Renton has a new concept in international cuisine in the recently opened Himalayan Cafe.
The restaurant, which offers Indian and Nepali entrées, is situated in the busy East Valley Business Park, at 202 S.W. 43rd St., Renton. It opened on May 25 and has been building a good-sized lunch and dinner crowd ever since.
Paramjit Singh is the head chef, who used to own the Kastoori Grill near Pike Place Market with his wife Bina Bogati. The two sold that restaurant in July to create their own vision in a reconstructed space in Renton with Bogati’s brother Basant. The three of them now own and manage the cafe and its sister location next door, the Everest Tea and Coffee House.
Singh has more than 20 years experience in the restaurant business and the three decided on Renton because Paramjit and Bina have lived here for more than 10 years. During that time, they’ve observed that corner location, which used to be a Starbucks, getting a lot of business. They waited until an opportunity presented itself and then they pounced, moving their popular Seattle business to Renton.
“It was a very successful business downtown,” Bogati said of Kastoori Grill, “but it wasn’t our kind of style. Someone else built that restaurant.”
The three got to transform what was once a Starbucks and a hair salon next door into their own vision for the restaurant and cafe. During a trip to Nepal, they picked up decor for their interiors, including a Buddhist prayer wheel, miniature temple and deyos, or lanterns.
The concept to pair Indian food with Nepali food crystalized when Singh and Bogati became a pair and decided to marry.
“So it’s similar, but not the same and when you mix it, it kind of works really well,” said Bogati of the two different styles of food. Singh is originally from Punjab and Bogati from Nepal.
The menu features a selection of Tandoori, or an Indian method of cooking, and Nepali dishes as well as a number of Indian vegetarian entrées. All of the courses at Himalayan Cafe are made from scratch. Singh oversees the recipes and trains the other chefs to his specifications for consistency.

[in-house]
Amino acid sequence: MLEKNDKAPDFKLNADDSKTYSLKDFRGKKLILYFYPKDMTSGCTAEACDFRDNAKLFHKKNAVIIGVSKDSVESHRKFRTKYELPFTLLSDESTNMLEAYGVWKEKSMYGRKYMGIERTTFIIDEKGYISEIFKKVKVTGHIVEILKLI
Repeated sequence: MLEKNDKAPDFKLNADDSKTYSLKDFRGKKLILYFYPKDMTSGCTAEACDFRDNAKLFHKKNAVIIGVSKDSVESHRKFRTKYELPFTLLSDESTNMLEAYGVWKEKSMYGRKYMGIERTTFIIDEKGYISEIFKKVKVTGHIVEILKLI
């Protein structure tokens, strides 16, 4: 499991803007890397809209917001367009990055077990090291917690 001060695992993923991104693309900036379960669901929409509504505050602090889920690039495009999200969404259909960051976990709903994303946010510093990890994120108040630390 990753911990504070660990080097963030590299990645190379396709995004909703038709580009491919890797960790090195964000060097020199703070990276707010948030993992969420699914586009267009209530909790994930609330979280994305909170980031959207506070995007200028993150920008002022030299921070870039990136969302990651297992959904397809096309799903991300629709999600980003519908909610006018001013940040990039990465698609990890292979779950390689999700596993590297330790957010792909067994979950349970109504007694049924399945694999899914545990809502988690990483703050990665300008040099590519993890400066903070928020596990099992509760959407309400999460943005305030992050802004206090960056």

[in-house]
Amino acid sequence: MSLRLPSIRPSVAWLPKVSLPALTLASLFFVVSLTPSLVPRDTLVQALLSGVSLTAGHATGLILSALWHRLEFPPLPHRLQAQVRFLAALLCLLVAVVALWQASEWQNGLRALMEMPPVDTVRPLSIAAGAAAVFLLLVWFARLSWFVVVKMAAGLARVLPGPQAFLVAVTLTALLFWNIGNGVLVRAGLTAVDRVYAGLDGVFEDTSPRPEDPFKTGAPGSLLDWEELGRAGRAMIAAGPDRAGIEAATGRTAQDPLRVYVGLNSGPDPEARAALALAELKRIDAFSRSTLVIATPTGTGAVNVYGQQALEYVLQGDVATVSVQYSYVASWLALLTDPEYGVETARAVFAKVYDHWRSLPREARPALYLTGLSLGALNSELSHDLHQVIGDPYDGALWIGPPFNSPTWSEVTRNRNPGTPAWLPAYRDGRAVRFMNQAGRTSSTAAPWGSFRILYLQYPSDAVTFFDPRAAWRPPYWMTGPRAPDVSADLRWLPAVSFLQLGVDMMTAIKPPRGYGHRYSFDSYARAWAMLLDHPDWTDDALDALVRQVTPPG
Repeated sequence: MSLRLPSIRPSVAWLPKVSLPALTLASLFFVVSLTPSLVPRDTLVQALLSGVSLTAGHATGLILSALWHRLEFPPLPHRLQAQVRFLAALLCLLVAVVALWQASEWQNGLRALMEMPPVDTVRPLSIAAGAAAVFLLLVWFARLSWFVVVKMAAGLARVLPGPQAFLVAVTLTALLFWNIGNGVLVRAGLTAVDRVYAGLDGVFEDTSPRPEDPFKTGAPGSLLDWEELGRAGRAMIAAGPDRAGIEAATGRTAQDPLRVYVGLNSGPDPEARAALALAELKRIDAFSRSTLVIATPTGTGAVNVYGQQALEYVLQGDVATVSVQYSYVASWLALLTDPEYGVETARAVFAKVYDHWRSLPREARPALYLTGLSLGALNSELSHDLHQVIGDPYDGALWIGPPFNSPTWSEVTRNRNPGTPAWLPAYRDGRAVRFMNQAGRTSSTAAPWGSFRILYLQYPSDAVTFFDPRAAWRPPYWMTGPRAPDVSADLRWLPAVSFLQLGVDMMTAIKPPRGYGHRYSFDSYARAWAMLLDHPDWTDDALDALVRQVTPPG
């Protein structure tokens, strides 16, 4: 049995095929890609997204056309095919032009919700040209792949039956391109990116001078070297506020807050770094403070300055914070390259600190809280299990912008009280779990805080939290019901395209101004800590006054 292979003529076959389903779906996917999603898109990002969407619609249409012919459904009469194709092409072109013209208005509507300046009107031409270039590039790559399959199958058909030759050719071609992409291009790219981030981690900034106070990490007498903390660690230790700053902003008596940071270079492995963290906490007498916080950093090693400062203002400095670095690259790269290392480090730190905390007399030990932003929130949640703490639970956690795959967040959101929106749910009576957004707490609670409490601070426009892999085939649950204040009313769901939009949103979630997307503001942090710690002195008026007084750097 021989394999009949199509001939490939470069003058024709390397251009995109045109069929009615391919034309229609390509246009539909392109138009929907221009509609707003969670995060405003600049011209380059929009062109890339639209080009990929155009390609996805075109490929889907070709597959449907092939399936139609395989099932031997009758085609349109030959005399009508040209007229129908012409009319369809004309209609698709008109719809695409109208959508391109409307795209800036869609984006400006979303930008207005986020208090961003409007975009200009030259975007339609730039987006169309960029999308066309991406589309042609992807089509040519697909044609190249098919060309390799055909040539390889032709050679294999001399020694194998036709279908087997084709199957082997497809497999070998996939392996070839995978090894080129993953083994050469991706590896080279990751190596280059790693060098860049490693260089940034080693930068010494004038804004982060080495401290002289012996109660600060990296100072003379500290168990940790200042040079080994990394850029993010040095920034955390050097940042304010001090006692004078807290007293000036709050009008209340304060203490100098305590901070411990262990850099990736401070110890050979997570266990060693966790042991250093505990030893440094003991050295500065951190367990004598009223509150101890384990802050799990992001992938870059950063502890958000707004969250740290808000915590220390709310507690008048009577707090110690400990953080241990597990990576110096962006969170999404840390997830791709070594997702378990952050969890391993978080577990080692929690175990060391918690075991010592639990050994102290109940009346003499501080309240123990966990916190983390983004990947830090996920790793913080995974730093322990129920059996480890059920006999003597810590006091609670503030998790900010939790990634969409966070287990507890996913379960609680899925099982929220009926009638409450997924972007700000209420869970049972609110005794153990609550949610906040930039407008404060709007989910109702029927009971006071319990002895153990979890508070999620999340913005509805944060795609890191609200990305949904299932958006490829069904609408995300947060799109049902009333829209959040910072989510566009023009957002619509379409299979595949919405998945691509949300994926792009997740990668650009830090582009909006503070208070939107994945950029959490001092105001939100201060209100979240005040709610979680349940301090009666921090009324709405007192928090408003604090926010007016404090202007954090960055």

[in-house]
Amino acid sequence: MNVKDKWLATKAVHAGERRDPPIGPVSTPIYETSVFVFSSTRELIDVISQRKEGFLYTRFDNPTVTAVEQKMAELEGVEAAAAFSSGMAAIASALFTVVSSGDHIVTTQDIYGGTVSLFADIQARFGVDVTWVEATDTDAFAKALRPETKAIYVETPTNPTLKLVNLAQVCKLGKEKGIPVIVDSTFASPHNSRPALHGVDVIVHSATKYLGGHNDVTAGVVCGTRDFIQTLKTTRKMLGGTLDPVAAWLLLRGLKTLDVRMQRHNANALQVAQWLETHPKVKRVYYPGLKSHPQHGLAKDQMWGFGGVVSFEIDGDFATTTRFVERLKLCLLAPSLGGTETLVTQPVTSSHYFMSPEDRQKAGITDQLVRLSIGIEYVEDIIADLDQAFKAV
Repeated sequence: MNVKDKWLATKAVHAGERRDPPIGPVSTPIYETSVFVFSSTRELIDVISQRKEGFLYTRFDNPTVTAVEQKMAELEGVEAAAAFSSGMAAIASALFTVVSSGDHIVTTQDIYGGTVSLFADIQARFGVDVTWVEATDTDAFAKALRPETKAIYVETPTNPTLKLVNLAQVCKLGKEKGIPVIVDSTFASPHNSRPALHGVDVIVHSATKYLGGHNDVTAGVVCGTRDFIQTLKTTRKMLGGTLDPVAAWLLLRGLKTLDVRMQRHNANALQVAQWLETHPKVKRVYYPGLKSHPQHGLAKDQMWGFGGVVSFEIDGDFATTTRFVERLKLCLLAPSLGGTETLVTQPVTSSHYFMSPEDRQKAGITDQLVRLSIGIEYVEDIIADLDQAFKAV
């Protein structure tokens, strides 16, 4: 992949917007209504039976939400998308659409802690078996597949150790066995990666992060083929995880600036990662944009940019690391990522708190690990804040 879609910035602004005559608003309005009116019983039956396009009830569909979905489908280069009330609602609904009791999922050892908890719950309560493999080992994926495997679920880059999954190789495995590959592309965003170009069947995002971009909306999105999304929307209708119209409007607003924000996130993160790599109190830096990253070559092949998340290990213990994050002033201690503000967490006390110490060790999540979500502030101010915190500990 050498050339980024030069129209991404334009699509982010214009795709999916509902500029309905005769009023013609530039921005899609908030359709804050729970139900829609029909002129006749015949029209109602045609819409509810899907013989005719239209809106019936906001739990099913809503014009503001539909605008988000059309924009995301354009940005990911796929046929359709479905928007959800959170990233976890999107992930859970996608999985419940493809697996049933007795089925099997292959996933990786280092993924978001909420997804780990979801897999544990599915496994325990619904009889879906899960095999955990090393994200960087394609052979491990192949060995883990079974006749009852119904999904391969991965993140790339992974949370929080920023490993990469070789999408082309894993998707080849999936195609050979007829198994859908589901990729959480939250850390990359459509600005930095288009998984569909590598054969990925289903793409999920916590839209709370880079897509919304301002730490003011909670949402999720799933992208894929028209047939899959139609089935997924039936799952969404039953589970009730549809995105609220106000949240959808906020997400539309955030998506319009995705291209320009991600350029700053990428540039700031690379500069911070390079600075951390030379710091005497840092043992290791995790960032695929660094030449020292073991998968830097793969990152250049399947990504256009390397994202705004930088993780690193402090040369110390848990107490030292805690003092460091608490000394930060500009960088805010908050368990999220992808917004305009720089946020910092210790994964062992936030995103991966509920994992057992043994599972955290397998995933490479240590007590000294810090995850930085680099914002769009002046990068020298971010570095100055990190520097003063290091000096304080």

Bogati makes one of the cafe’s most popular items, a dumpling called a momo. Momos are a Nepali street food, according to Bogati. It’s a laborious task to make the dumplings, which she compares to potstickers. They’re handmade with ground chicken, chopped vegetables, Nepali spices, wrapped precisely and steamed.
“Pretty much every table in the evening wants it,” she said.
It’s hard work and Bogati can make about 200 momos in two hours. Because they are so popular and also labor intensive, they are considering getting a machine to help wrap the dumplings.
Bogati is thankful that the family’s other business, Everest Tea and Coffee House, is not as labor intensive as the cafe.
The focus for Everest Tea and Coffee House is on natural and healthy items. She still calls it a unique concept for the area, with its frozen yogurt, bubble tea, chai, kombucha, smoothie and mango lassi offerings in addition to Peet’s Coffee and Tea.
They’re not a franchise of Peet’s, but they brew their products. Customers can dish up their own frozen yogurt with toppings and there are growlers for kombucha, should customers want ample loads of the fermented black and green teas. In the future, Bogati said they want to introduce Indian yogurt, called Dahi, which is more natural than typical store-bought yogurt and has probiotic benefits.
The Himalayan Cafe is open 11 a.m. to 10 p.m., Monday to Saturday and 4 p.m. to 10 p.m., Sunday. Everest Tea and Coffee House is open 4 a.m. to 9 p.m., Monday through Friday and 6 a.m. to 9 p.m., Saturday and Sunday.